Sky-high training at Trinity
When the helicopter at Trinity Hospital flies off for a medical emergency or returns from one, it could be a safe assumption that there’s a frenzy of activity on board to save the life of the person being transported, but it was a slightly more relaxed atmosphere on Friday morning when Trinity had a training session for all employees involved in the process of helicopter transporting.
Trinity Hospital held a training session from 7:30 to 8 a.m. for employees coming off the night shift and from 9 a.m. to 1 p.m. for all of the other employees involved in meeting or transporting patients via helicopter. The training took place on the helipad of Trinity Hospital.
The training involved orientation for loading and unloading an adult-size sled and isolette for babies. This is an annual event for Trinity employees. Among those training Friday was Dr. Thomas Carver, a neonatologist and pediatrician with Trinity Health.
If an emergency happened during the training, the time of training session would have changed, but still taken place Friday. In case of inclement weather, the training would have been rescheduled.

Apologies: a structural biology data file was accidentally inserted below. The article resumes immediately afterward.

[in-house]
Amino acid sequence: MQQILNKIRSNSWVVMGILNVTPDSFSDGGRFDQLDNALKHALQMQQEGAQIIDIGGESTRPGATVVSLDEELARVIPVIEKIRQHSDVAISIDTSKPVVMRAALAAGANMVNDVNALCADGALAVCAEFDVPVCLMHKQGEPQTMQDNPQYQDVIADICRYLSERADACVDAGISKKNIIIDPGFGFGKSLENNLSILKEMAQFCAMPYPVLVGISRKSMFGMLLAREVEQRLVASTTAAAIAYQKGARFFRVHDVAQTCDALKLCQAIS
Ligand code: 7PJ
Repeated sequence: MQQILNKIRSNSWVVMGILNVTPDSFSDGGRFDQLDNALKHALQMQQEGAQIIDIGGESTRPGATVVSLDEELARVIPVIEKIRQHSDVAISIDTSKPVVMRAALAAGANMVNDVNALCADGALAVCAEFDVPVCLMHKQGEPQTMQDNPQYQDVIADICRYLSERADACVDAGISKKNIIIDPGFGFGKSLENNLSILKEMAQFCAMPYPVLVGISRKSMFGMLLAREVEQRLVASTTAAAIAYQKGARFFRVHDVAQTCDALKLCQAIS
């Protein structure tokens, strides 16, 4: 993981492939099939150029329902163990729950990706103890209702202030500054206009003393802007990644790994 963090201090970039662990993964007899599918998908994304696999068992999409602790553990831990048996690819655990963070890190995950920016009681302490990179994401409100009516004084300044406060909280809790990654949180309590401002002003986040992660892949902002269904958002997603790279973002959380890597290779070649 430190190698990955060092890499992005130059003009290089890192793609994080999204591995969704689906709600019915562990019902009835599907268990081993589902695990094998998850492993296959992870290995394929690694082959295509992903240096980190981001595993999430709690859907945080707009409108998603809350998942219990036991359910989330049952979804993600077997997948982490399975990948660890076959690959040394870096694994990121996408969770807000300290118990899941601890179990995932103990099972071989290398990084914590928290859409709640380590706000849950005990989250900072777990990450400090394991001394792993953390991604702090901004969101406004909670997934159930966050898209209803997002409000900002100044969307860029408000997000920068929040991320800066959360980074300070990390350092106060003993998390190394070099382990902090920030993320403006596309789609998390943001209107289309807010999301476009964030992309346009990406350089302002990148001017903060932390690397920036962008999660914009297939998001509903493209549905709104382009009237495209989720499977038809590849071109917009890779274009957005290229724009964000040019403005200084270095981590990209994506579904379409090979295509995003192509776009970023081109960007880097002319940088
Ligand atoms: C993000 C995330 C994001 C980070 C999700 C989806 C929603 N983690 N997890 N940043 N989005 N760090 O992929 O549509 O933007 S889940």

NorthStar Criticair, Trinity Hospital’s critical care helicopter, sponsors the work done by Trinity employees and has been in place at the hospital since 1992. NorthStar provides hospital-to-hospital transfers and scene response for adult, pediatric, high risk neonate and high-risk labor/delivery patients.
The helicopter is used for a wide range of emergencies including for heart attack, stroke, respiratory failure, accidents on the road or specialized flights for pregnant women or babies. Typically, from the time the emergency call comes in, the helicopter strives to be in the air within 15 minutes. To maintain that goal and keep their skills and stay sharp, flight and support team members fulfill yearly education requirements.
The NorthStar Criticair helicopter has room for four people: the patient, the critical care nurse, the flight paramedic and a pilot. Tamara Harvey, critical care nurse and coordinator of Friday’s helicopter training, said the nurse always rides backward in the helicopter, the doctor sits in the seat across from the nurse and the patient is next to them.
“We have everything in here that you would find in the intensive care unit or emergency room,” Harvey said. “The helicopter is a fully functioning ICU/ER. It’s like a flying ICU/ER.”